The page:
The End of the Holiday – Furnished Holiday Accommodation and the EEA

The End of the Holiday – Furnished Holiday Accommodation and the EEA
Among the vast pile of paperwork released by HMRC as Alastair Darling sat down on Budget Day, there were two measures representing a climb-down by the Government in the face of pressure from our friends in Europe. One of them, relating to inheritance tax and “agricultural property”, was good news, but the other, concerning “Furnished Holiday Accommodation”, was not.


What is Furnished Holiday Accommodation (“FHA”)?

FHA is property let as furnished residential accommodation, which falls within certain definitions:


·         It must be available for letting to the public generally for at least 140 days in each tax year.

·         It must actually be let for at least 70 days each year, and none of those lettings can be to the same person for a period longer than 31 days.

·         If there are any lettings longer than 31 days, the total of those letting periods must not be more than 155 days.

·         There was one other condition, which I will come to later – and it was the one that caused all the trouble!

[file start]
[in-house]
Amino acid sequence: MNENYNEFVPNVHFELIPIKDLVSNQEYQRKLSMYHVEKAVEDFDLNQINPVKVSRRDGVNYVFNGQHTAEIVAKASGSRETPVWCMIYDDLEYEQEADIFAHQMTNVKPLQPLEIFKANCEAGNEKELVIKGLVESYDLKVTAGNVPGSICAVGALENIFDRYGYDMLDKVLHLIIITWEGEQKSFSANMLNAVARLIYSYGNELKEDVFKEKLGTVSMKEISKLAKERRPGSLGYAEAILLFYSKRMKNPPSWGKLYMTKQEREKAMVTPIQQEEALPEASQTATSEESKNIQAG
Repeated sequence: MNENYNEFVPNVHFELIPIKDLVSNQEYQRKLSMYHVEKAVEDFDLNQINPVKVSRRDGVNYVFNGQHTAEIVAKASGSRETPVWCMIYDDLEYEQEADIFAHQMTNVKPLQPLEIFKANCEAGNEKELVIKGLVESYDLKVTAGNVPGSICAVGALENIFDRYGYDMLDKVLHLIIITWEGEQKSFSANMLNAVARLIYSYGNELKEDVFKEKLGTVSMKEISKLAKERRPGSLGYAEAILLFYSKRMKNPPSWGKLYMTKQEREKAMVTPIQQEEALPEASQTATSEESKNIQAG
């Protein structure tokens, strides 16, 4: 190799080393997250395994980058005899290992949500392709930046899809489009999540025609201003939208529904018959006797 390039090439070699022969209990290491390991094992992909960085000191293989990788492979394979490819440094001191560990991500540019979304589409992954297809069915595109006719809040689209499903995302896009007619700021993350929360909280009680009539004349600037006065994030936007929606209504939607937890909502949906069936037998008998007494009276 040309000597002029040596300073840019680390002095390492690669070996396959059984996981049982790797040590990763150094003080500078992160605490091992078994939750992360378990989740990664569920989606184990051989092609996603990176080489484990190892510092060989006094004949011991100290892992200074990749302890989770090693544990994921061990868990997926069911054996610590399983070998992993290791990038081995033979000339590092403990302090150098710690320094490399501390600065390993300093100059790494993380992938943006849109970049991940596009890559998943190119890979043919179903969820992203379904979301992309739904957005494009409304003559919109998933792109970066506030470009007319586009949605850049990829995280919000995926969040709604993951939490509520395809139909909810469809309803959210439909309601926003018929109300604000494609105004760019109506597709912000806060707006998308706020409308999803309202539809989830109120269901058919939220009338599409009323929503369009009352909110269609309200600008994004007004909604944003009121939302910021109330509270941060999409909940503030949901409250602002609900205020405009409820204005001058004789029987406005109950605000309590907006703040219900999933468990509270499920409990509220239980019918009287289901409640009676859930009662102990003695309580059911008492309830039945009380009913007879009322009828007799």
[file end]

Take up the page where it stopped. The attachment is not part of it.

This typically covers a property let during the holiday season to a series of short-term visitors, and with a longer “winter let” of no more than 155 days. It is important to note that the word “holiday” in the legislation has no meaning – you do not have to prove that your tenants were on holiday, or even that they were having fun!


Tax Breaks for FHA
Landlords of FHA enjoy a number of tax breaks not available to those who let ordinary residential accommodation, furnished or unfurnished.


·         Loss relief. Normally, if you make a loss on a letting business, you can only carry that loss forward to use against future profits from the letting business. If the loss arises from FHA, you can claim relief against any other income you have in the same tax year, or even the previous tax year.


·         Capital Allowances. Normally, a letting business cannot claim capital allowances on plant and machinery (for example, cookers, TVs, furniture, and so on) that is in residential accommodation, but a FHA landlord can.


·         Pensions. Profits from FHA count as “relevant earnings” for the purpose of pension contributions, so you can get tax relief for such contributions up to the amount of your FHA profits.


·         Married couples/civil partners. Where property is jointly owned by a married couple or civil partners, the profit from it is taxed 50:50 on each of them, or they can if they wish elect for it to be taxed in proportion to their actual ownership of it – so if the husband owns 20% and the wife 80%, they will still be taxed 50:50, unless they choose to be taxed on an 80:20 basis. In the case of FHA, however, they can divide the profit between them in any proportion they like, irrespective of the size of each spouse’s share in the property.


·         Entrepreneur’s Relief. On a sale of FHA, the rate of CGT on the gain can be 10% instead of the usual 18%